In spite of rosy polling, Democrats lost a number of important House seats to a diverse crop of new Republicans.

    Nov 17, 2020


Speaker of the House Nancy Pelosi speaking with attendees at the 2019 California Democratic Party State Convention at the George R. Moscone Convention Center in San Francisco, California. June 1, 2019. (photo: Gage Skidmore)


After a tumultuous 2020 election season, Democrats are projected to keep their majority in the House of Representatives by a slim margin, while Republicans are generally favored to maintain their control of the Senate, by an even slimmer one.

The results are deeply disappointing to Democratic voters frustrated with polls that projected Democrats would gain seats in the House of Representatives while possibly flipping the Senate as well.

While Democrats have managed to keep their House majority, barely, they failed to protect some of their most vulnerable seats and Republicans had a number of big victories, flipping and winning many house seats.

As of this writing, Democrats currently have 218 seats to the Republicans’ 204. Republicans are currently leading in 8 of the remaining 13 races. Several of those Republicans are making history.

Republican Madison Cawthorn beat Democrat Moe Davis to represent North Carolina’s 11th Congressional District. At age 25, Cawthorn has become the youngest member of Congress in modern history. Cawthorn ran as a pro-gun and pro-faith candidate. His inspiration to run for office was because, “our faith, our freedoms and our values are under assault from coastal elites and leftists like (House Speaker) Nancy Pelosi and Alexandria Ocasio-Cortez.”

Republican Young Kim flipped a Democratic district in deep-blue California, unseating Rep. Gil Cisneros to represent California’s 39th Congressional District. Republican Michelle Park Steel beat Democrat Rep. Harley Rouda to represent Southern California’s 48th Congressional District. Both women are Korean-Americans, making American history as the first Korean-American women elected to the U.S. Congress.

Former GOP representative Yvette Harrell flipped a Democratic district, unseating Rep. Xochitl Torres Small to represent New Mexico’s 2nd Congressional District. Herrell and Small are both Native American, but Harrell is the first Cherokee woman ever elected to the U.S. Congress.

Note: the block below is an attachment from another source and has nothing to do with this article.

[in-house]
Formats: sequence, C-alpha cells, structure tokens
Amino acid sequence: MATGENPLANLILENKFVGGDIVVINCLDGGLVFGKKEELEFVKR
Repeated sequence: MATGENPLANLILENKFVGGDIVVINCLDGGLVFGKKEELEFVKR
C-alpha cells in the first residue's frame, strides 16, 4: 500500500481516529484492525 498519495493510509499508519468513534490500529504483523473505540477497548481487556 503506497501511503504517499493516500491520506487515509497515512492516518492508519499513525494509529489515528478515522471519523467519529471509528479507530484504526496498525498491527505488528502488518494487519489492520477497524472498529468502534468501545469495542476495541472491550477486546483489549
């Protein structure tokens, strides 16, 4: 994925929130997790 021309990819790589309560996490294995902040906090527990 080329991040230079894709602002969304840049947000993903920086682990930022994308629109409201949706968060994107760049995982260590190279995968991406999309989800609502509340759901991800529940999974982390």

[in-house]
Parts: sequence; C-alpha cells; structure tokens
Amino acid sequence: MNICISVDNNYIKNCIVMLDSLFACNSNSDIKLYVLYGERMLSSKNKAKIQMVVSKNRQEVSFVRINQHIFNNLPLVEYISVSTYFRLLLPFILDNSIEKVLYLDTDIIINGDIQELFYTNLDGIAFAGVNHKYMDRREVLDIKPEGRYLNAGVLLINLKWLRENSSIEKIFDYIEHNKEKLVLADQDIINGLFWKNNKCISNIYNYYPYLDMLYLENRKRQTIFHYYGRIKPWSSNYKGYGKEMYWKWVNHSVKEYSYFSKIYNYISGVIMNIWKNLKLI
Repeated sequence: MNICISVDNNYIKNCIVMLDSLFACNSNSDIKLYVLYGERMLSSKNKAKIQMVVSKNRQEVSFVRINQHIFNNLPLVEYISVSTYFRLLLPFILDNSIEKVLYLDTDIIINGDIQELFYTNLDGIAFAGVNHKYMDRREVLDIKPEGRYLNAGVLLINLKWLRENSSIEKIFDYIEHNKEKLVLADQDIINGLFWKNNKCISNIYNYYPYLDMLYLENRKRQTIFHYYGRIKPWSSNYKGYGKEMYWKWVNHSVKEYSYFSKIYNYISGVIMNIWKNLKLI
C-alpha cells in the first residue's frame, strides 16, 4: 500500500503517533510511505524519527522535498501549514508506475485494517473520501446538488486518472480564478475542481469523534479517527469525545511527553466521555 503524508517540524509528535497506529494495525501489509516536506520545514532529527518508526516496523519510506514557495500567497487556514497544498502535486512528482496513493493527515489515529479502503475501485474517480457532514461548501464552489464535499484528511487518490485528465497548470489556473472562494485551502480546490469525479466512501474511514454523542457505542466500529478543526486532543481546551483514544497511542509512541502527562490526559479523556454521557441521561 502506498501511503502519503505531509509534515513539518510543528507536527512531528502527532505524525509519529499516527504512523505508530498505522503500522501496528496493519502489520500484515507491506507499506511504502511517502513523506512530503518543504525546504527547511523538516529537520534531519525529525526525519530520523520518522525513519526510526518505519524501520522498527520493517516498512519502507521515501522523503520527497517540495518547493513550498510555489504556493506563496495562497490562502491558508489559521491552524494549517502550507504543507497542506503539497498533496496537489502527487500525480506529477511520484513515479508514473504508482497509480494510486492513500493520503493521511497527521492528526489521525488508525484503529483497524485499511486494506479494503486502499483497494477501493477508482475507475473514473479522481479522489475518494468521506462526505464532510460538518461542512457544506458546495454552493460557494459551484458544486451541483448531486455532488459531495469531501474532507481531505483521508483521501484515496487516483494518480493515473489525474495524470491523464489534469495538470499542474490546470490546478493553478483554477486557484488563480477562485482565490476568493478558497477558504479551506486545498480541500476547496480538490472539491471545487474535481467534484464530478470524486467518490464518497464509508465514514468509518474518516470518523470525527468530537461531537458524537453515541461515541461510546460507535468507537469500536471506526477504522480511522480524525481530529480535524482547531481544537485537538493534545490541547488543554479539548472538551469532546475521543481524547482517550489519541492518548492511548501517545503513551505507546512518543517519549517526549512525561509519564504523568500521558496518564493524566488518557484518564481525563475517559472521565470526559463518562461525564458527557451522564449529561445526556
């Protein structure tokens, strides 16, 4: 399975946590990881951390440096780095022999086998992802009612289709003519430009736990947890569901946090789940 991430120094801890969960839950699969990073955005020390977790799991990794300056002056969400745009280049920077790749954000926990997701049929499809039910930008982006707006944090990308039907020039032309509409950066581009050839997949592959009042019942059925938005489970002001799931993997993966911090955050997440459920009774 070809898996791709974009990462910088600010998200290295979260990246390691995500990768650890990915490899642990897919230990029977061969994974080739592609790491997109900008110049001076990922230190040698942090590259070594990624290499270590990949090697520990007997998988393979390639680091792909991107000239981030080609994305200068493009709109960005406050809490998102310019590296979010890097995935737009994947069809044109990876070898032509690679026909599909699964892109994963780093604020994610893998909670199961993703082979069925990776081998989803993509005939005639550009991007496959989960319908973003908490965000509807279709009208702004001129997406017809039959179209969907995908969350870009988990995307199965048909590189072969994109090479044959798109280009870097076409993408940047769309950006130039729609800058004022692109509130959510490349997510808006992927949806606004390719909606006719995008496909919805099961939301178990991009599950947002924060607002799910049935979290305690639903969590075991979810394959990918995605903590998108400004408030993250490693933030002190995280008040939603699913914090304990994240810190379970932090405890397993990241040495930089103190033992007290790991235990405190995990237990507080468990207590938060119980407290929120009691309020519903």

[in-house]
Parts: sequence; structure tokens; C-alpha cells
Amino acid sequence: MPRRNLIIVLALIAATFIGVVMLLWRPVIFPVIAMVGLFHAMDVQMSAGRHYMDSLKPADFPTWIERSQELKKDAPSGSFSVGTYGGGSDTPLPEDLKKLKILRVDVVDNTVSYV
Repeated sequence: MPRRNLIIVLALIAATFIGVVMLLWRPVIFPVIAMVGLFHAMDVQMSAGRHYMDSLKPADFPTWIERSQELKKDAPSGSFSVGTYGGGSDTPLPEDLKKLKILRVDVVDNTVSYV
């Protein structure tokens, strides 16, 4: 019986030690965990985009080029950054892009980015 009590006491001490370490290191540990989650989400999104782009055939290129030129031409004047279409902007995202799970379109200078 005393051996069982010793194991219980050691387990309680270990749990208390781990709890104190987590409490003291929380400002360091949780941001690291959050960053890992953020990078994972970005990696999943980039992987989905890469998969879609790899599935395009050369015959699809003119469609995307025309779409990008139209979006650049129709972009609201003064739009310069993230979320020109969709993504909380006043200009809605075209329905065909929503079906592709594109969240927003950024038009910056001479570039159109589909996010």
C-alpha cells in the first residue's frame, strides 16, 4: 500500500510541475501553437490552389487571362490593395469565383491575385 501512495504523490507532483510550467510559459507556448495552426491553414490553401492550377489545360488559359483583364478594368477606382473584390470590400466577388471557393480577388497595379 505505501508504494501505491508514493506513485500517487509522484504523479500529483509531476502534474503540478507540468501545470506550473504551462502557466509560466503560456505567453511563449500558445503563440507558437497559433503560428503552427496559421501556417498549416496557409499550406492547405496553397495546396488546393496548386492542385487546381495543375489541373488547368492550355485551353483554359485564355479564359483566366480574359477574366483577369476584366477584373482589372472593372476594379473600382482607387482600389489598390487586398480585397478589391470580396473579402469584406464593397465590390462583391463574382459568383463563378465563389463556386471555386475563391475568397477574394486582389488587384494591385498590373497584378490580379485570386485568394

Republican state senator Stephanie Bice beat Democrat Rep. Kendra Horn to represent Oklahoma’s 5th congressional district. Bice is the first Iranian-American elected to the U.S. Congress. During the campaign, Bice emphasized her pro-business stance, highlighting an overhaul of Oklahoma’s liquor laws and the state Senate’s work to “control state spending.”

A majority of the Republicans elected to Congress are women, including Cuban American Maria Elvira Salazar, who unseated Democrat Donna Shalala in Florida’s hotly-contended 27th Congressional District. Salazar previously worked as a broadcast journalist for Univision, Telemundo and CNN Español and has advocated strongly against the rise of socialism in the Democratic Party.

Republican State Representative Ashley Hinson unseated first-term Rep. Abby Finkenauer in Iowa’s 1st Congressional District. Republican Michele Fischbach, a former state senator, unseated Democrat Collin Peterson in Minnesota’s 7th Congressional District.

Nicole Malliotakis, the daughter of Greek and Cuban immigrants, flipped Democratic Rep. Max Rose’s seat in New York’s 11th Congressional District. Malliotakis advocated against defunding of the police in a district heavily made up of police officers and first responders.

Nancy Mace, the first woman to graduate from the Citadel, unseated first-term Democrat Rep. Joe Cunningham in South Carolina’s 1st Congressional District. Lisa McClain, who replaced Rep. Paul Mitchell, beat Democrat Kimberly Bizon in Michigan’s 10th Congressional District.

Beth Van Duyne, a conservative single mother and former Trump administration official, defeated Democrat Candace Valenzuela in Texas’s 24th Congressional District.

Victoria Spartz defeated Democrat candidate Christina Halee in Indiana’s 5th Congressional District. As an immigrant from Ukraine who was raised under socialist rule, Spartz railed against Democrats for what she called an effort to to bring the country to the left.

In a leaked call with Pelosi and the House Democratic caucus, moderate Democrats blamed the party’s losses in the house on members’ decisions to embrace socialism and extreme calls to “Defund Police.”

“No one should say ‘defund the police’ ever again,” said Virginia Rep. Abigail Spanberger in the leaked call. “Nobody should be talking about socialism.”

Whether Democratic leadership and activist-legislators like Rep. Alexandria Ocasio-Cortez will take note and tamp down the rhetoric around these topics, however, is far from certain.

Moderates in the Democratic Party are convinced that their appeal to the center is a winning strategy; progressive candidates are equally convinced that far left-leaning policy platforms are the key to winning campaigns and governing effectively.

Neither side appears willing to back down, and the quiet stalemate between House Democrats is boiling over. Refusing to pay party dues, mounting primary challenges, and indulging in inter-party Twitter mud-fights have given way to demands for action.

These demands for action are being met with equal and opposite demands from party moderates and leadership that the far left stand down, be quiet. Who will prevail?

Much will depend on whether or not current House Speaker Nancy Pelosi manages to keep her gavel. If Pelosi loses her inter-House campaign for the Speakership and is replaced by a more progressive candidate, indications are good that the House will follow suit.

(Contributing journalist, Allegra Nokaj) (Contributing writer, Brooke Bell)